This week I'm talking about buttercream icing which is a staple in cake decorating and when prepared correctly will save you much frustration and allow you to focus on the fun part of caking; decorating! If your buttercream is made incorrectly you will end up fighting with your icing rather than being able to focus on piping beautiful art!
There are a number of ways to make buttercream. Some recipes call for butter only some call for shortening only and some call for half and half. Today we will be talking about shortening based recipes, but we have included two recipes in this article for you to enjoy.
Shortening usually can be purchased in your local supermarket two ways. White shortening, which is unflavored shortening or yellow shortening which has been flavored to taste like butter. If you are making white icing you will want to make sure that you do not use butter flavored shortening otherwise your icing will not be white.
I will tell you that since Crisco changed their recipe in an effort to cut out trans-fats it has effected the way the buttercream icing tastes and feels. The trans-fat found in the original Crisco is what made your buttercreams tasty and didn't leave a greasy film on the roof of your mouth.
There is also another type of shortening that will make your buttercream tasty; High Ratio Shortening, which is a little harder to find but whips up smoother, creamier and is less greasy than traditional shortening. What's the difference you ask? High ratio shortening contains emulsifiers that allow your buttercream to hold more sugar and liquids before breaking down.
I will tell you that High Ratio Shortening is very expensive compared to Crisco but you will use less in your recipe and once you've tried it you'll have a hard time going back to Crisco. Use 2/3 cup of high ratio shortening for every 1 cup called for in the icing recipe.
Where can you buy it? Well that can be a little tricky. It's not readily available at the grocery store and if by chance your store does carry it, it will be packaged as just "High Ratio Shortening". It can be found online at CK products (packaged as High Ratio Shortening) or through a bakery supply company (or Cash & Carry/Smart and Final) as Sweetex. Sweeter also makes trans fat free shortening so be sure you check that label.
I have been told by other decorator's that a less expensive route is to purchase store brands of shortening. Just check the label and if it contains trans-fats then that shortening will be like the old Crisco before they changed the recipe. However, keep in mind this route will not have the same flavor as a Sweetex, but it will be easier on the pocket book and give you some of the other qualities that the new Crisco recipe no longer has.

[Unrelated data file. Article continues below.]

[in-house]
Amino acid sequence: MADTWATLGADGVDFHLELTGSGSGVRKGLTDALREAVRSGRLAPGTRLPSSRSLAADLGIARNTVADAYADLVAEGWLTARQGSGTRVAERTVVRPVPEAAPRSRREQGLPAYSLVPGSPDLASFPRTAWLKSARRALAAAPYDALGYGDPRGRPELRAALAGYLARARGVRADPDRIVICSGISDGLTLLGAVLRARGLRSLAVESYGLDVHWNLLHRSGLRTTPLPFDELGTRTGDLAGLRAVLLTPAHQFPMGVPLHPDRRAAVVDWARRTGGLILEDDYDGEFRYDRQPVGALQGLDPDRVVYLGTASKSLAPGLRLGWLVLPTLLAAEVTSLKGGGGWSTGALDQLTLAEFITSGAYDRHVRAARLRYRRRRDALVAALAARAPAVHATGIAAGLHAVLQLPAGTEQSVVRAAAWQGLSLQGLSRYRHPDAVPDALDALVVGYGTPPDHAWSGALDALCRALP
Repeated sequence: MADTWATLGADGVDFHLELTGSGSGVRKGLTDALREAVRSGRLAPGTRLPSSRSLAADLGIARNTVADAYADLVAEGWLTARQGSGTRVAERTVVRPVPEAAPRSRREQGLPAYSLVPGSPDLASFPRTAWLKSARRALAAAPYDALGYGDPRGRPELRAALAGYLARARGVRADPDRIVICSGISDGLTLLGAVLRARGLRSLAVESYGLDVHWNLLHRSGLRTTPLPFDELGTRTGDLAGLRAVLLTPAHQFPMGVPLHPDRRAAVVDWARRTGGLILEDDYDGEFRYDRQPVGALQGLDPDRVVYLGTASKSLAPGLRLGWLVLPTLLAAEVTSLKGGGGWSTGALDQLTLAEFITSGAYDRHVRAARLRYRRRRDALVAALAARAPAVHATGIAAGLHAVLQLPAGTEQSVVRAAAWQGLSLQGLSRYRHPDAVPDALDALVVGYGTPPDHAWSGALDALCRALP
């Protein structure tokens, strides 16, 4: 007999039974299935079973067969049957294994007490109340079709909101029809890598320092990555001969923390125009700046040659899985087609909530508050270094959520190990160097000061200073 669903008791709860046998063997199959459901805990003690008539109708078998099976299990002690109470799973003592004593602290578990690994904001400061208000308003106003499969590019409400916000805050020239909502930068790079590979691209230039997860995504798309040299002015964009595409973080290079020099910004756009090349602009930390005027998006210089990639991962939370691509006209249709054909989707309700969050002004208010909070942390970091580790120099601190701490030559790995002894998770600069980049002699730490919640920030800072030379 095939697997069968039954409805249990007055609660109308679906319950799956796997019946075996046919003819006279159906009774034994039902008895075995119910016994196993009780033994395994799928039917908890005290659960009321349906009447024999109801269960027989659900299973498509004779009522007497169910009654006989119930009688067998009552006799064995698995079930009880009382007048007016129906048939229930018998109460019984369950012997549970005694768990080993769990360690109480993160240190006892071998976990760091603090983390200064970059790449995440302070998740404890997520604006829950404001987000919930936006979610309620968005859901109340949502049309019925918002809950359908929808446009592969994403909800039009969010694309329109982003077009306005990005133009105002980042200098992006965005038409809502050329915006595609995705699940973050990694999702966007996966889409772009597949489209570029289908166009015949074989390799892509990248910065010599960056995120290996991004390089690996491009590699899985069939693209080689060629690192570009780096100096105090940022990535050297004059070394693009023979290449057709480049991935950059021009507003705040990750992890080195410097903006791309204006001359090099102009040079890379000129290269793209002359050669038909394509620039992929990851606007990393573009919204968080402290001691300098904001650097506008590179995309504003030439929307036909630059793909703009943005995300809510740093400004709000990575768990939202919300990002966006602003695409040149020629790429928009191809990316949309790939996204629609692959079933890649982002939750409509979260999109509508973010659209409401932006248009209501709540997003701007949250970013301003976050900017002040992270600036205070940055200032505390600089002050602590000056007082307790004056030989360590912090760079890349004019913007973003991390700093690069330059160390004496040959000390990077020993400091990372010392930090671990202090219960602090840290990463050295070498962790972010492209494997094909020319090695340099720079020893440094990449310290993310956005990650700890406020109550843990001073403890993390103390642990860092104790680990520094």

The other thing I wanted to say when making your buttercream icing is that you don't have to use 100% shortening in your recipe. If you want to make it a little tastier, you can take the shortening amount called for in the recipe and split it in half using real unsalted butter for the other half.
So go which up a batch of buttercream and go create beautiful art!
Make it sweet or savory, but always delicious!
Fall is finally here! The days are getting shorter and Halloween is right around the corner. During a recent Epicurean Delights teaching trip I spent a few days at The Cake Cottage in Murietta, CA. Susan Carberry is the shops owner.
If you live in Southern, California you may be familiar with her shop, her classes and her delicious jumbo cupcakes.
Can I just talk about those cupcakes for a minute...20 flavors to pick from. They are moist and iced with a tasty American Buttercream and adorned with cute edible decorations. My favorite picks include; Pina Colada, Cinnamon Streusel, Caramel Apple and Smores.
I just love wandering around her shop looking at the custom molds, sprinkles, tools and the largest selection of cutters I've ever seen. I have many of her custom copper cutters and use to sell them in my retail shop in NH. I just love them.
I had an opportunity to catch up with Rose who keeps The Cake Cottage in tip top shape and is Susan's right hand gal! She shared this fun tasty recipe with me on how to make Fall Candy Corn Bark. It consists of three layers of colored candy melts (Merkens) and each layer is flavored a different flavor. Its fast, fun, colorful and tasty.
I'm pleased they are allowing me to sharing the recipe with you! I can also tell you that it's a tasty addition to the top of one of The Cake Cottage's Pina Colada cupcakes. Perfect for a Halloween party. Enjoy this Epicurean Delight, we give it a big thumbs up!
Candy Corn Bark Recipe:
Courtesy of: The Cake Cottage